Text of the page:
The players who formed the solid core of the 1917 champions also formed the rotten core for the 1919 Black Sox. They won the pennant by three games over Cleveland but lost to an underdog Cincinnati Reds team in the World Series. Suspicions about how the Sox played simmered during the Series, but the lid didn't blow until the following August, when Eddie Cicotte admitted what the players had done, implicating himself, Jackson, fellow pitcher Lefty Williams, Chick Gandil, Swede Risberg, Buck Weaver, Oscar "Happy" Felsch and utility infielder Fred Mc Mullin. When these other players also confessed, they were immediately suspended by Comiskey, and the Sox team, in first place on August 31, collapsed to second place. It should be noted that the 1920 team still managed to win 96 games and had four 20 game winners in Williams, Cicotte, Red Faber and Dickie Kerr.

The Black Sox were tried in Chicago and acquitted of all charges in 1921. This was not good enough for newly appointed Baseball Commissioner Kenesaw Mountain Landis, who despite the jury's verdict used the players' earlier confessions to ban them from major league baseball for life.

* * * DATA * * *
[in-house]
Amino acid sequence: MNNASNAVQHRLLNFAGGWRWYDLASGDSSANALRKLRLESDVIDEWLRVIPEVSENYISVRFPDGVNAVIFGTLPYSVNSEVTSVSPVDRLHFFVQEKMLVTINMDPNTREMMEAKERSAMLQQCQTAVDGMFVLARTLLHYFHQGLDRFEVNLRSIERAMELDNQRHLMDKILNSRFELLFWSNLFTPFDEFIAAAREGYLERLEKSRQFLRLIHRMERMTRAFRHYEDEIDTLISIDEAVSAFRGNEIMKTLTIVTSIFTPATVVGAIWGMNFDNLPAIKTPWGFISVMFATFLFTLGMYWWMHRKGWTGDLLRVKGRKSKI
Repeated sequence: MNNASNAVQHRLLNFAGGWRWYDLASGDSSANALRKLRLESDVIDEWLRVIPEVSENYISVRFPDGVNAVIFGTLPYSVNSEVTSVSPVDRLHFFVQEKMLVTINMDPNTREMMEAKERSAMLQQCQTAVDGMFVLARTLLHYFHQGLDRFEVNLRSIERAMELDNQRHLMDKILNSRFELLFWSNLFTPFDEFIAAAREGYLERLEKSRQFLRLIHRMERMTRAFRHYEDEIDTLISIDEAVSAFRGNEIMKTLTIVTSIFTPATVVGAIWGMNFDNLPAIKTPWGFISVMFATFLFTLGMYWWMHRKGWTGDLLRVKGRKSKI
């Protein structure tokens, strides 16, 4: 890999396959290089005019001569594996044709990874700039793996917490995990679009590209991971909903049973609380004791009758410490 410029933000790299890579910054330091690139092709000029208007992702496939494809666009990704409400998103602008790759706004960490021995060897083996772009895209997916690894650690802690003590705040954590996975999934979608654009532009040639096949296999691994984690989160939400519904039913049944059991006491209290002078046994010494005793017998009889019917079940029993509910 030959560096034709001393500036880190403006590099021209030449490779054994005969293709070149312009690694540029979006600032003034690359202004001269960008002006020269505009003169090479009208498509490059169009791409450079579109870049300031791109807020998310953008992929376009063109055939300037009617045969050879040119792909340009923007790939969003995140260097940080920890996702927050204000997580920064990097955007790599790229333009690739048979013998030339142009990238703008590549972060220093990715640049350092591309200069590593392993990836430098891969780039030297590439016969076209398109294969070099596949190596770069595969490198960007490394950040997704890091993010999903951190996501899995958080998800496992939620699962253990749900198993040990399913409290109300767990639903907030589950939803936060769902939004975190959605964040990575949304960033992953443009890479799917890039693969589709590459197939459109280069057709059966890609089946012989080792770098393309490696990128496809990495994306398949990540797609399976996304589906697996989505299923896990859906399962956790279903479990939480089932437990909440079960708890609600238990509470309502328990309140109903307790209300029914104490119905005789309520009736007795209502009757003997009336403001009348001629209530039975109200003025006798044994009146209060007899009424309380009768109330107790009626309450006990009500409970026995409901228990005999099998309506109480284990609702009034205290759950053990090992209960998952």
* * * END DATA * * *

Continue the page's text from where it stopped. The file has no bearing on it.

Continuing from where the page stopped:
The pall of the Black Sox scandal hung over the franchise long after the participants departed. The Sox played dismal second division baseball during the next three decades, becoming Chicago's second team behind the Cubs. The best they could offer was the chance to see Hall of Fame players such as Luke Appling, one of the great hitting shortstops of all time, and pitcher Ted Lyons.